Im supposing boiler manuf's set up AFUE tests in the best light possible for the units..

And.. possibly important for the OP to compare systems.. has the AFUE standards for testing changed in recent history ? (the ratings system for fridges/freezers changed some time ago, making it hard to compare old units to new units..)
 
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Old 10-22-09, 08:59 PM
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It also depends where the boiler is located. If its in the basement the heat escaping from the cast iron still warms the house, so the heat is not really 'lost'. I made up a nice spread sheet last year comparing different replacement systems. Basing on efficiency numbers and oil shooting up to $5/gal., the expensive high efficiency unit would only begin to pay off if I plan to stay in the house more than 5-6 years. It would be longer now that the price of fuel has come down.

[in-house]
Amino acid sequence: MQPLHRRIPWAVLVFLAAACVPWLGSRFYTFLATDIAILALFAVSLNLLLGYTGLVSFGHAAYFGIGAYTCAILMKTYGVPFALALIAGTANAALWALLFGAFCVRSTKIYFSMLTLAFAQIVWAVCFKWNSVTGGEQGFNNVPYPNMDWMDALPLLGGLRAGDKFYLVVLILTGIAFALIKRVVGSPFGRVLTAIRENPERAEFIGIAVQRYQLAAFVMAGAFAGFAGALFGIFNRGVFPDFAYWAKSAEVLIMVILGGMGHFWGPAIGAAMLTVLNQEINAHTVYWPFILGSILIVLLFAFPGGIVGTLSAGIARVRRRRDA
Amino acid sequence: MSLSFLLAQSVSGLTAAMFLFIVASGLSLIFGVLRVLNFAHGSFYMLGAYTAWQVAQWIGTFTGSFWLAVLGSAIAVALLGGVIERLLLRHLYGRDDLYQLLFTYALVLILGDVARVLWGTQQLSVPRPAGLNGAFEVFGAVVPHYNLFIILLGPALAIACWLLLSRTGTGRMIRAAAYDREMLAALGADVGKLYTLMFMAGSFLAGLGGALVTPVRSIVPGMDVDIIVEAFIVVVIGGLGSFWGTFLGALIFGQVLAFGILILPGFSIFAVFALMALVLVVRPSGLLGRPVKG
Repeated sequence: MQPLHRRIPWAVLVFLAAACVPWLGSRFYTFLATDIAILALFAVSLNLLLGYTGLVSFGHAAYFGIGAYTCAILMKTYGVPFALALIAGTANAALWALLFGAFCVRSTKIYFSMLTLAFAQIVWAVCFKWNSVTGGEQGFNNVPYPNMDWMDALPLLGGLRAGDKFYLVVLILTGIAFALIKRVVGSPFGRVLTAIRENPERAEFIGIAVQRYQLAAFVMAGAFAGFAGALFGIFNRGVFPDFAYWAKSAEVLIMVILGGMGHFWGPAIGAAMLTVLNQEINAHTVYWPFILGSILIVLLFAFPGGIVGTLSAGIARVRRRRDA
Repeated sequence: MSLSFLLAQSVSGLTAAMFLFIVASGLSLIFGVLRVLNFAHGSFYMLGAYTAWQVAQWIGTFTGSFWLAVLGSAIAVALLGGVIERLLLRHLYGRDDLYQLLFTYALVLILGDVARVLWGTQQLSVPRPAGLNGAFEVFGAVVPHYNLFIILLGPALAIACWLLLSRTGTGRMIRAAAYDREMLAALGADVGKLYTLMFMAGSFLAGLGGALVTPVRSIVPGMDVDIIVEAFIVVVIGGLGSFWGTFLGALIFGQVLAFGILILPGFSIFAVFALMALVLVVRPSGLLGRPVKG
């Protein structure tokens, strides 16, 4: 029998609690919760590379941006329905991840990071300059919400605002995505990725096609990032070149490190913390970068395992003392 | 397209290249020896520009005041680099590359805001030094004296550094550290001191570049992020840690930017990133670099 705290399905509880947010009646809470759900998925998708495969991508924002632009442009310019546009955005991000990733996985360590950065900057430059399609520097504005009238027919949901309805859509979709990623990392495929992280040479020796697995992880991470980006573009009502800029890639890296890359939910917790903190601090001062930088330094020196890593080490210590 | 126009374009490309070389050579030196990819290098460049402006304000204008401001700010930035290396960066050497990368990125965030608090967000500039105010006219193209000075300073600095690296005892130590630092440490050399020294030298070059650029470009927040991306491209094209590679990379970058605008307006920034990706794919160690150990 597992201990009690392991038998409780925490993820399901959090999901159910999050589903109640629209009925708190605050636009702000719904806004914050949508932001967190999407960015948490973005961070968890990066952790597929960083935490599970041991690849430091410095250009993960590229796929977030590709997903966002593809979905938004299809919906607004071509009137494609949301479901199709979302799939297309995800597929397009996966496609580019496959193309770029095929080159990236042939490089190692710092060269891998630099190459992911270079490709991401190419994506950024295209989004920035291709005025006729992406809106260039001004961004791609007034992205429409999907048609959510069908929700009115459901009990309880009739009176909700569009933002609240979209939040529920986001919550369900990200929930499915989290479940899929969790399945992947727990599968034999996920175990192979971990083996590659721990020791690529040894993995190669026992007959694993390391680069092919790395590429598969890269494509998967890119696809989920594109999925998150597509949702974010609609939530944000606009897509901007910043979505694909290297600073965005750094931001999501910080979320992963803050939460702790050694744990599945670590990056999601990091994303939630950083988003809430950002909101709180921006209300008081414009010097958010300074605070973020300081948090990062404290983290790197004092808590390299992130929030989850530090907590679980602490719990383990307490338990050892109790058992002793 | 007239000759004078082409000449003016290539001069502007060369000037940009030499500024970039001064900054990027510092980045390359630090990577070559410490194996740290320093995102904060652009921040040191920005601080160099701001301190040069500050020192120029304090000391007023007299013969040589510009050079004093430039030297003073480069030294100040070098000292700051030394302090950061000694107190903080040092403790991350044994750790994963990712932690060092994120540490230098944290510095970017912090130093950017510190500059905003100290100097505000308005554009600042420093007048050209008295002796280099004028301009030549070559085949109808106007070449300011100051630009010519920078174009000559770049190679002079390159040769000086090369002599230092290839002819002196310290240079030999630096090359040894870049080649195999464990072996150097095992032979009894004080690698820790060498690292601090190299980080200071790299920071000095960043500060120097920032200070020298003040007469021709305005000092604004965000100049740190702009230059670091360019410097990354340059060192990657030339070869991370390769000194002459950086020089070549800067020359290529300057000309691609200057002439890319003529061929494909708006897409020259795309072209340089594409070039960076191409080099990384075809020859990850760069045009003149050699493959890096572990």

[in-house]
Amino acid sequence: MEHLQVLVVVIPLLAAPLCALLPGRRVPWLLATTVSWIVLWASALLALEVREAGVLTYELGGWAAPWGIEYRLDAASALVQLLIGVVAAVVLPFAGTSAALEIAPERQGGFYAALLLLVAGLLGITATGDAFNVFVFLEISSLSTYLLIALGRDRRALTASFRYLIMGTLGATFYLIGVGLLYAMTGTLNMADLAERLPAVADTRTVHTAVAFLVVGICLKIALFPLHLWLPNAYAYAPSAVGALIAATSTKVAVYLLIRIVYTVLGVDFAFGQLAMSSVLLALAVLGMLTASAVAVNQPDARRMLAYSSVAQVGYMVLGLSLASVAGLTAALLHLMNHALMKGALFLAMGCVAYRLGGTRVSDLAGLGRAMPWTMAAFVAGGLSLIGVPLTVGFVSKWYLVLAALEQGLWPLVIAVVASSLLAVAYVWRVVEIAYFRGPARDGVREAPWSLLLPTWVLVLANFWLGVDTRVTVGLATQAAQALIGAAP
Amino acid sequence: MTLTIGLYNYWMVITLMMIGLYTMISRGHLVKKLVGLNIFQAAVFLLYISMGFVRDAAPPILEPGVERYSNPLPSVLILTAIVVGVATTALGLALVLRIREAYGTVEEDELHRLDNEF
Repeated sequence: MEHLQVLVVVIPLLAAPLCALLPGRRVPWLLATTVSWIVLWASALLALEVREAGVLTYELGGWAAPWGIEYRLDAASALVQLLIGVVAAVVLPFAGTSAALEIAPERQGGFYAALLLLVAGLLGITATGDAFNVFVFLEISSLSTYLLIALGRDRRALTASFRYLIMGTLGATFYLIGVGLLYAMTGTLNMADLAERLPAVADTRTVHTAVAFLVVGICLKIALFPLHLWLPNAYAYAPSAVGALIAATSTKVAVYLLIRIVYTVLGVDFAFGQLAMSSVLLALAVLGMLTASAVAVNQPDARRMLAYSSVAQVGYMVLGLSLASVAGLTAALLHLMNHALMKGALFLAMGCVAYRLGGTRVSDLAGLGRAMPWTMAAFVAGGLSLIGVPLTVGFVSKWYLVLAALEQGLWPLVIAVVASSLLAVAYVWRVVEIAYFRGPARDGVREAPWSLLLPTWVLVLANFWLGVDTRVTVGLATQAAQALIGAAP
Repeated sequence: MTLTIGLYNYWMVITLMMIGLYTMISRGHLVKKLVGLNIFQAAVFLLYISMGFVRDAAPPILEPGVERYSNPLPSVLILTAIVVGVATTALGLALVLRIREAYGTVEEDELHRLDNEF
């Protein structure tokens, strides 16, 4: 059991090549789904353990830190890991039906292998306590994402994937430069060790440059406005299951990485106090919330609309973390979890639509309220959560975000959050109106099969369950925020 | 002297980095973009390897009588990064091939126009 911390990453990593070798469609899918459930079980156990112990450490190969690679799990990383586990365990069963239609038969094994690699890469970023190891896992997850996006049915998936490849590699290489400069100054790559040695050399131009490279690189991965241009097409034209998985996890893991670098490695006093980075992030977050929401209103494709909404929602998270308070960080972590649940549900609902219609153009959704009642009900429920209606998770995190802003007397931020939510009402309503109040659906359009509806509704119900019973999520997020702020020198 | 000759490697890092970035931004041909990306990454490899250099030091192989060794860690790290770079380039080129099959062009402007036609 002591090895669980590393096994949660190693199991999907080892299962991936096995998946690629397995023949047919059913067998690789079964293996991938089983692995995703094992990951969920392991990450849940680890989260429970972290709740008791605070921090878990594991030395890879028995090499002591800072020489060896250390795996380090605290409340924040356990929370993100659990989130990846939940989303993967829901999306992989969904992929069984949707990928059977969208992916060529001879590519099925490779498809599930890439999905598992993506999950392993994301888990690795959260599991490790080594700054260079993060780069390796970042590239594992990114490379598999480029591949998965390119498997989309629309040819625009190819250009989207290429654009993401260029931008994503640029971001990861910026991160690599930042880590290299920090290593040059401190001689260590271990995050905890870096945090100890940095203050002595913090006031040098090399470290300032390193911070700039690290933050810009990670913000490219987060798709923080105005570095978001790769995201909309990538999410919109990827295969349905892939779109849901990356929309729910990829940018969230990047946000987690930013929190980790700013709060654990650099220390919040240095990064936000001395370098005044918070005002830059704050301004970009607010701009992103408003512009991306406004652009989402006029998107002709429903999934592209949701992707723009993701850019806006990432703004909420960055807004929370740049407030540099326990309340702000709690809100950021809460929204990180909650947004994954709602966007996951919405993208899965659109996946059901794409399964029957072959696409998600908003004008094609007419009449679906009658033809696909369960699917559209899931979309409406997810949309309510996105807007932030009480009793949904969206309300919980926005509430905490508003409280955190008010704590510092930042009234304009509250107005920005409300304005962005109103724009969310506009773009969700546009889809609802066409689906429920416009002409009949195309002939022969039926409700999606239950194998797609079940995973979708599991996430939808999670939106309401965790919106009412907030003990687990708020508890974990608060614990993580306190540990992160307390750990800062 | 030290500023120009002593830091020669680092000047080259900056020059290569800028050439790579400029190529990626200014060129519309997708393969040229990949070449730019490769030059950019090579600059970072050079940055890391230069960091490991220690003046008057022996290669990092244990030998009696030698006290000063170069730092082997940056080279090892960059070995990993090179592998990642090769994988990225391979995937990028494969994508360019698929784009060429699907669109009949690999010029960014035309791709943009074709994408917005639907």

I ended up refurbishing my 'old faithful' (40 year old Thatcher) with updated controls and a new burner, and it works like a charm. Efficiency is still only around 80% which probably represents a couple hundred dollars a year more in oil than a condensing unit.
 
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Old 12-05-09, 01:22 PM
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I was searching for other info and ran across this thread. One other 'measure' of efficiency could also be regarding an oversized older unit vs a newer properly sized.

correct me if my thinking is wrong: